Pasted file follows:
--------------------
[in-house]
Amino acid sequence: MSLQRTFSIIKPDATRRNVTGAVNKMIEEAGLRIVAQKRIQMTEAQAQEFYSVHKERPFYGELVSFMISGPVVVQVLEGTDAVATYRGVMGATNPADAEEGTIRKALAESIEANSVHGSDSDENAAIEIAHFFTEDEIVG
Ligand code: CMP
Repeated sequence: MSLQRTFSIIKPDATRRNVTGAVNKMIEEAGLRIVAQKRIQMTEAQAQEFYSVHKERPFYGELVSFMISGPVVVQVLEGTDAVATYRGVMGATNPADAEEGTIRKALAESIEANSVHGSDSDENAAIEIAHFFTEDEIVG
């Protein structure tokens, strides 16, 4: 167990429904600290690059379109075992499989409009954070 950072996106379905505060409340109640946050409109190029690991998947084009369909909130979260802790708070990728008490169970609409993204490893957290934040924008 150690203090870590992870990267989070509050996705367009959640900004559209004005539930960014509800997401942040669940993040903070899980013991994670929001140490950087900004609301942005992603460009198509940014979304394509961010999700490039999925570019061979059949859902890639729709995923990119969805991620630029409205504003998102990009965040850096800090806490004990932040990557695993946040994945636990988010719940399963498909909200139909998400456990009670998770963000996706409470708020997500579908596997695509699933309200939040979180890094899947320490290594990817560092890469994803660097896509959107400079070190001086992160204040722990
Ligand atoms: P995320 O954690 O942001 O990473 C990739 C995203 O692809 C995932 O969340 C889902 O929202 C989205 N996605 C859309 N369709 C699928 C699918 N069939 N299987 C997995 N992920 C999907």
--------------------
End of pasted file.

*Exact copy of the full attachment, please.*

[in-house]
Amino acid sequence: MSLQRTFSIIKPDATRRNVTGAVNKMIEEAGLRIVAQKRIQMTEAQAQEFYSVHKERPFYGELVSFMISGPVVVQVLEGTDAVATYRGVMGATNPADAEEGTIRKALAESIEANSVHGSDSDENAAIEIAHFFTEDEIVG
Ligand code: CMP
Repeated sequence: MSLQRTFSIIKPDATRRNVTGAVNKMIEEAGLRIVAQKRIQMTEAQAQEFYSVHKERPFYGELVSFMISGPVVVQVLEGTDAVATYRGVMGATNPADAEEGTIRKALAESIEANSVHGSDSDENAAIEIAHFFTEDEIVG
């Protein structure tokens, strides 16, 4: 167990429904600290690059379109075992499989409009954070 950072996106379905505060409340109640946050409109190029690991998947084009369909909130979260802790708070990728008490169970609409993204490893957290934040924008 150690203090870590992870990267989070509050996705367009959640900004559209004005539930960014509800997401942040669940993040903070899980013991994670929001140490950087900004609301942005992603460009198509940014979304394509961010999700490039999925570019061979059949859902890639729709995923990119969805991620630029409205504003998102990009965040850096800090806490004990932040990557695993946040994945636990988010719940399963498909909200139909998400456990009670998770963000996706409470708020997500579908596997695509699933309200939040979180890094899947320490290594990817560092890469994803660097896509959107400079070190001086992160204040722990
Ligand atoms: P995320 O954690 O942001 O990473 C990739 C995203 O692809 C995932 O969340 C889902 O929202 C989205 N996605 C859309 N369709 C699928 C699918 N069939 N299987 C997995 N992920 C999907």